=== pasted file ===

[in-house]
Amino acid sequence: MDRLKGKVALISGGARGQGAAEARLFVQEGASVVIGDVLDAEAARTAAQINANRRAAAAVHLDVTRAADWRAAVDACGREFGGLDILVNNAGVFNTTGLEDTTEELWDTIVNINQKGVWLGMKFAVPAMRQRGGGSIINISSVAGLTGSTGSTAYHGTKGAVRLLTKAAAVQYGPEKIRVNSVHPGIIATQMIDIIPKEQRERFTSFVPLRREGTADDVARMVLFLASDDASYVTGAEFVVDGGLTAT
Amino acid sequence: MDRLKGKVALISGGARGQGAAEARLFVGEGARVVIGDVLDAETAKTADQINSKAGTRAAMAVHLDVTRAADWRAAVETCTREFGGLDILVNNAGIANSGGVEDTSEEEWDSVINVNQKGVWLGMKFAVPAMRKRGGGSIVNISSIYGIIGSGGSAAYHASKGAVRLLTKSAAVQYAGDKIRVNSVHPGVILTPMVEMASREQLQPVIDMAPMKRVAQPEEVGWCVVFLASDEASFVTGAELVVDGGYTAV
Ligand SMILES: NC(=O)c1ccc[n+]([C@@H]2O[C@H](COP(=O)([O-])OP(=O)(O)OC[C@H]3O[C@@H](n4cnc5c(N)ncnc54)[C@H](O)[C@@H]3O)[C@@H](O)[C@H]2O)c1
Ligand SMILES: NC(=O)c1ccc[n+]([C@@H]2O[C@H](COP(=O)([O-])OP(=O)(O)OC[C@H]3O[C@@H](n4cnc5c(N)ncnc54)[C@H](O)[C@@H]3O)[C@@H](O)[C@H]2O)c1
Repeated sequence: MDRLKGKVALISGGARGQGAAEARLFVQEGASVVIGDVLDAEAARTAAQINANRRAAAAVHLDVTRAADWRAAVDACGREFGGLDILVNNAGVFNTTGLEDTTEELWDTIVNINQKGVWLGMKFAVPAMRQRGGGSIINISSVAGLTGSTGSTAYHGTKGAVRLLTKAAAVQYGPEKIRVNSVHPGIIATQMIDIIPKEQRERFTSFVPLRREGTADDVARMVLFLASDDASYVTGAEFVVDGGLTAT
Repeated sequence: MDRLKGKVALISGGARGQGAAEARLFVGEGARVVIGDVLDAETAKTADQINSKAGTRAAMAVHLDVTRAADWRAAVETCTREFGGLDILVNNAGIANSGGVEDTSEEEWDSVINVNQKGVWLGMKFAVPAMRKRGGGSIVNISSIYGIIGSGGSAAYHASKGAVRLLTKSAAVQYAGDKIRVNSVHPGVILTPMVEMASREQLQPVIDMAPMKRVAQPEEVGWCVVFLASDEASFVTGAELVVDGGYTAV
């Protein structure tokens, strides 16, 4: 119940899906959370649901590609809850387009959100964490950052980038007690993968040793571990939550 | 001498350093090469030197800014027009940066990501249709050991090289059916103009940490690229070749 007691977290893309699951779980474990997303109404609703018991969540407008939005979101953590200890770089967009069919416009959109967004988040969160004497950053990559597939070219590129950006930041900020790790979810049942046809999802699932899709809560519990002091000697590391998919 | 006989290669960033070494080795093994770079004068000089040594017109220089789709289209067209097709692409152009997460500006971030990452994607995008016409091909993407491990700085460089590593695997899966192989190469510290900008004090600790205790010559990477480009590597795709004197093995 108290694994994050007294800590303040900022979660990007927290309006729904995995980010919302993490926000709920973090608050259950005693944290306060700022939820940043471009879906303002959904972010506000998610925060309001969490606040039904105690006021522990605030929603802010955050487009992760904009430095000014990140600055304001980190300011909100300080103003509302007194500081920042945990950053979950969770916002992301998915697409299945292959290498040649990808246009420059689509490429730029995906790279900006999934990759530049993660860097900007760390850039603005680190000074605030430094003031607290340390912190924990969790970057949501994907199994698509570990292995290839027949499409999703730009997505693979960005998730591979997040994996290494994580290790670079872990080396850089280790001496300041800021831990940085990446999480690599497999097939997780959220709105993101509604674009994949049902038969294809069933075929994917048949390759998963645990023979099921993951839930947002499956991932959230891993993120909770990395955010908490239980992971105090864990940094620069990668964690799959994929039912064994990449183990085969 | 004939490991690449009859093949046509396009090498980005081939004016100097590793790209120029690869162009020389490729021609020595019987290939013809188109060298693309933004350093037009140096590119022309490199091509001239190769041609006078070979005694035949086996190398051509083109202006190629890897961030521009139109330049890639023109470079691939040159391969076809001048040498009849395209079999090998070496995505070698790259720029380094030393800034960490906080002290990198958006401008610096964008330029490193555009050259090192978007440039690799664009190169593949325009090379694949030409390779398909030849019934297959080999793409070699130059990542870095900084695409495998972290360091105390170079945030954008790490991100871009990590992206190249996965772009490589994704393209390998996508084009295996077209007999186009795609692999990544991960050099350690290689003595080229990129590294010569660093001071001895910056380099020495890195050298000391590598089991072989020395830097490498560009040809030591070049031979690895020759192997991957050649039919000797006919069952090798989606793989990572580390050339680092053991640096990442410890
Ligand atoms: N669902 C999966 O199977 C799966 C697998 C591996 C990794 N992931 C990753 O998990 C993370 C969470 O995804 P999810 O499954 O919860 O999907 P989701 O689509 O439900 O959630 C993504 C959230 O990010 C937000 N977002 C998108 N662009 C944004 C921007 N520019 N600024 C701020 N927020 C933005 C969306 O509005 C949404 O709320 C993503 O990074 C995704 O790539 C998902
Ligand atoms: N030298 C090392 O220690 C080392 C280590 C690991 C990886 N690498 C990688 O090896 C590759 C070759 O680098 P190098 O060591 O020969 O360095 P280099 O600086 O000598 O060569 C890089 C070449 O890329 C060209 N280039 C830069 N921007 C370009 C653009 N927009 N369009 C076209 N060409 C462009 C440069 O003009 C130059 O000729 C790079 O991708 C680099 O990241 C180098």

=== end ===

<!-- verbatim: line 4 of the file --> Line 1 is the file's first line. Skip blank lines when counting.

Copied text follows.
Ligand SMILES: NC(=O)c1ccc[n+]([C@@H]2O[C@H](COP(=O)([O-])OP(=O)(O)OC[C@H]3O[C@@H](n4cnc5c(N)ncnc54)[C@H](O)[C@@H]3O)[C@@H](O)[C@H]2O)c1